Stand-up Comedy – because I am facing my fear of doing this. Will I be funny and will people laugh?  Well the first time they didn’t since I totally bombed – learning why it is called “dying out there.”


Fiction WritingFaythe of North HInkapee is only my first book as I have caught the writing bug.  I have a bunch of others in mind when I can carve out time for more writing.  Carlos Ruiz Zafon – a fantastic writer — says you should only become a writer “if the possibility of not becoming one would kill you…I became a writer, a teller of tales, because otherwise I would have died or worse.”  I now know how Mr. Zafon feels.


My Single Malt Scotch Collection – I have over 300 different bottles of single malt scotch on my office window in NYC.  I think it might be the (second) largest collection in NYC.  My wife says it doesn’t make a good impression my clients, but much as I love her, she don’t know everything! 


Ironman – I am pretty poor athlete I admit, but I did survive successfully two Ironman competitions – Lake Placid, New York and Kona, Hawaii.  For those who don’t know, it is a 2.4 mile swim, then a 112 mile bike followed by a full 26.2 mile marathon.  A long (horrible) day.  I didn’t do that well but I did get over the finish lines.  Sorry to brag but I brag about this whenever anyone will let me.


Real Estate Industry Thought Leader – I hate the words thought leader, since people should think for themselves, but I am famous in the real estate industry as The Real Estate Philosopher.


Non-Fiction Writing – I wrote two books now.  One is a book on Power Niches and the other is based on The Real Estate Philosopher’s writings.  I have ideas for more when I can carve out some time.


Real Estate Lawyer – oh yes, my day job  where I am one of the most well-known real estate lawyers in New York City.  The heart of my success has been my desire to help my clients on the business side with building their businesses, which I do without charge.


A Good Person – I know I sound dorky here, but I love people and I try to be good to those I interact with.  I love my family and my friends, and even people I meet on the street.  I have all sorts of friends from Starbucks, for example.  I like to help people.  I like to mentor people.  I like all of this so much that I am sometimes plain old annoying and have to hold myself back to avoid resentment.


So I can say that life really begins when you turn sixty-five!   Instead of being labeled as some Old Guy, I am determined to have the greatest of times during this next phase of his life.  I still love my day job, but I want to do just about everything I haven’t done yet, with the exception of things that are physically dangerous, as I know I am kind of a klutz.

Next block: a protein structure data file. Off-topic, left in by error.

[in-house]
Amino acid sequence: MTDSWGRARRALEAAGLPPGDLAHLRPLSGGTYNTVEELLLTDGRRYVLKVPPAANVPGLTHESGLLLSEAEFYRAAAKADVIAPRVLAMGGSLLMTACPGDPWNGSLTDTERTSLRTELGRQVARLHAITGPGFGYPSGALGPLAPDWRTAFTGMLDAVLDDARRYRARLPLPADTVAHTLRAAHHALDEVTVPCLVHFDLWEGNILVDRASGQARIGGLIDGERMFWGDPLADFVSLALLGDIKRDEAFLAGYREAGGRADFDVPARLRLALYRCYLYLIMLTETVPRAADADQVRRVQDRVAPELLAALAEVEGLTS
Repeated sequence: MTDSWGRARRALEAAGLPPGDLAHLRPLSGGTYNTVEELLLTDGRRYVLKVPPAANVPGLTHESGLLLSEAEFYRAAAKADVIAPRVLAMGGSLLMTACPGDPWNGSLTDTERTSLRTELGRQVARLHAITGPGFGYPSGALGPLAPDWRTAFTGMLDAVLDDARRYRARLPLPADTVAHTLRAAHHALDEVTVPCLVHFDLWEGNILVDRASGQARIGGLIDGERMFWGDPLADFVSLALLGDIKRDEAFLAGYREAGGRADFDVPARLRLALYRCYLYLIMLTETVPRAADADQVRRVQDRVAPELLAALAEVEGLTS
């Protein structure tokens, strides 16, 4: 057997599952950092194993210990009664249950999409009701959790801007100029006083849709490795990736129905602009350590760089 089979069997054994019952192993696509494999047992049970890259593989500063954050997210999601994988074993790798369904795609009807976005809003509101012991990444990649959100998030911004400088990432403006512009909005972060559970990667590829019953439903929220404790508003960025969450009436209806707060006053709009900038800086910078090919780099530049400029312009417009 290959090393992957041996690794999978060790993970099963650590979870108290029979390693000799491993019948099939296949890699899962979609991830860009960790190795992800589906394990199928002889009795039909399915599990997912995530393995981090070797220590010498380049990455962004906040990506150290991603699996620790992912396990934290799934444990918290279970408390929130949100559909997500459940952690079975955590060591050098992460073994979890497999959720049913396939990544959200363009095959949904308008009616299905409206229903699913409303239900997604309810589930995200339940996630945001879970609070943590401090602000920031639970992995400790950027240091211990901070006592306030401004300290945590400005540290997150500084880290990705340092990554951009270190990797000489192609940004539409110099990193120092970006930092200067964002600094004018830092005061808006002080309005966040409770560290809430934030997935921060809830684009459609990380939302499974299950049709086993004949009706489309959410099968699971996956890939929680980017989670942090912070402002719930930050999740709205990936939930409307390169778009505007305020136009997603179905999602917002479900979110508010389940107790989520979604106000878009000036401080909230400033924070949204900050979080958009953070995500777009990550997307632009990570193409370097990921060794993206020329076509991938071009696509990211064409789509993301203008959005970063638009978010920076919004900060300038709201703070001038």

You know, there is a lot more, and when The Bruce Projects gets going you can go to my website to learn more about it, but I am concerned that this blog article is getting too long, so I will stop here.

So where did James Tobias Hogg come from?  Here is the background:


To start out, I don’t really like my (real) name that much.  There is nothing wrong with it, but it just isn’t that interesting a name.  If only I could be James Bond, and say when people asked my name:


The name is Bond.  James Bond!


How exciting that would be.  Well, I wasn’t going to really change my name at age 65, but I thought my pseudonym would begin with James.


Then we get to Tobias.  That is even stranger I guess.  But in my law firm business whenever we are talking about someone who is a metaphor, we have used the name “Toby”.  I have no idea why this happened – it just did – but after 25 years everyone in my law firm now uses Toby as a metaphor.  So Tobias seemed like a good middle name.


And now the Hogg part, which I bet you are wondering about.   The answer there is stranger yet, and is based on the fact that my wife and I have been collecting pigs for about 35 years.  Without giving away too much I hope, my wife’s nickname is Sweetie Pig and our house is festooned with pigs – probably well over 1000 pig stuff infests our residence.  As the crowning touch, our front yard has eleven pig topiaries looking out proudly on the street, no doubt to our neighbors’ glee.  So that leads you to a pig-type name, which I decided would be Hogg.


Now you know everything!

I apologize if I sound like kind of, well, a bit of a jerk, but I guess sometimes that is what I am.  Here goes…..


It was about twenty years ago – probably around the year 2000.


I had just read a fiction book that was a Best Seller.  I don’t remember the book, but it was pretty lame.  Trite characters and a plot that was like so many other books.  It kinda sucked.  Yet it was a vaunted Best Seller!


So, there I was in the kitchen.  I was with my wife.  By the way, I should mention I have been married close to forty years and am head over heels crazy in love with my wife – still – like a schoolboy with his first crush.  Go figure that.


Irrespective of that, I was sitting at the kitchen table and ranting.  I was going on and on about how this book was a Best Seller but it sucked!  On and on I ranted, while my wife probably just rolled her eyes.


Finally, she looked at me and said:


“If you’re so amazing, could you write a best seller?”


This sounded like a challenge – like fighting words – so I responded: